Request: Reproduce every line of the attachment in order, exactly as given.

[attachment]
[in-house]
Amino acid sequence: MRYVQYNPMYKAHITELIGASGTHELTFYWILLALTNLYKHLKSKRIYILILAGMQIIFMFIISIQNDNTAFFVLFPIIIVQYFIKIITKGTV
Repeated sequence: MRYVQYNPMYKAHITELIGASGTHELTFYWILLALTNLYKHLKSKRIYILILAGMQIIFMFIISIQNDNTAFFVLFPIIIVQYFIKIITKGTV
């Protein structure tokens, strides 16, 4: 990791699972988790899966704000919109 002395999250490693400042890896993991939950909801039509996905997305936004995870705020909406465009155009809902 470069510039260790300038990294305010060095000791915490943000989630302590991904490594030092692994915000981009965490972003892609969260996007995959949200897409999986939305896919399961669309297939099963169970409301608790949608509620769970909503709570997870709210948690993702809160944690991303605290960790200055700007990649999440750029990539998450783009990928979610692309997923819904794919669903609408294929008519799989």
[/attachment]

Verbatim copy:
[in-house]
Amino acid sequence: MRYVQYNPMYKAHITELIGASGTHELTFYWILLALTNLYKHLKSKRIYILILAGMQIIFMFIISIQNDNTAFFVLFPIIIVQYFIKIITKGTV
Repeated sequence: MRYVQYNPMYKAHITELIGASGTHELTFYWILLALTNLYKHLKSKRIYILILAGMQIIFMFIISIQNDNTAFFVLFPIIIVQYFIKIITKGTV
């Protein structure tokens, strides 16, 4: 990791699972988790899966704000919109 002395999250490693400042890896993991939950909801039509996905997305936004995870705020909406465009155009809902 470069510039260790300038990294305010060095000791915490943000989630302590991904490594030092692994915000981009965490972003892609969260996007995959949200897409999986939305896919399961669309297939099963169970409301608790949608509620769970909503709570997870709210948690993702809160944690991303605290960790200055700007990649999440750029990539998450783009990928979610692309997923819904794919669903609408294929008519799989």